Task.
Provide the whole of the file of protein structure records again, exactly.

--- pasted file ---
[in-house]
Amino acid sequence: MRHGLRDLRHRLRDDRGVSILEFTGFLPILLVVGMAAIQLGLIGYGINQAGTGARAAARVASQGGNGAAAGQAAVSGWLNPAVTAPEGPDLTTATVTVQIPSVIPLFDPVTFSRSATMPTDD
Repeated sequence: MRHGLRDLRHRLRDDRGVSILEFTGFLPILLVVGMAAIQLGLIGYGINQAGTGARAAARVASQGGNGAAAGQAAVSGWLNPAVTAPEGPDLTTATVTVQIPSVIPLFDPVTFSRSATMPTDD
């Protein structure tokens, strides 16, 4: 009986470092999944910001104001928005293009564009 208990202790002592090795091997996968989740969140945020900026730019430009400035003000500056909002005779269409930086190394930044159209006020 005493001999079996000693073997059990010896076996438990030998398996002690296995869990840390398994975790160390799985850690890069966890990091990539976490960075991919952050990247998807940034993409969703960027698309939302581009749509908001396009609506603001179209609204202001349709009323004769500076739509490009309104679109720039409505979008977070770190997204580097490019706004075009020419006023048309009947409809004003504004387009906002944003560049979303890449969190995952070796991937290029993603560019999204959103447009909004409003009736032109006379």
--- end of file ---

[in-house]
Amino acid sequence: MRHGLRDLRHRLRDDRGVSILEFTGFLPILLVVGMAAIQLGLIGYGINQAGTGARAAARVASQGGNGAAAGQAAVSGWLNPAVTAPEGPDLTTATVTVQIPSVIPLFDPVTFSRSATMPTDD
Repeated sequence: MRHGLRDLRHRLRDDRGVSILEFTGFLPILLVVGMAAIQLGLIGYGINQAGTGARAAARVASQGGNGAAAGQAAVSGWLNPAVTAPEGPDLTTATVTVQIPSVIPLFDPVTFSRSATMPTDD
């Protein structure tokens, strides 16, 4: 009986470092999944910001104001928005293009564009 208990202790002592090795091997996968989740969140945020900026730019430009400035003000500056909002005779269409930086190394930044159209006020 005493001999079996000693073997059990010896076996438990030998398996002690296995869990840390398994975790160390799985850690890069966890990091990539976490960075991919952050990247998807940034993409969703960027698309939302581009749509908001396009609506603001179209609204202001349709009323004769500076739509490009309104679109720039409505979008977070770190997204580097490019706004075009020419006023048309009947409809004003504004387009906002944003560049979303890449969190995952070796991937290029993603560019999204959103447009909004409003009736032109006379």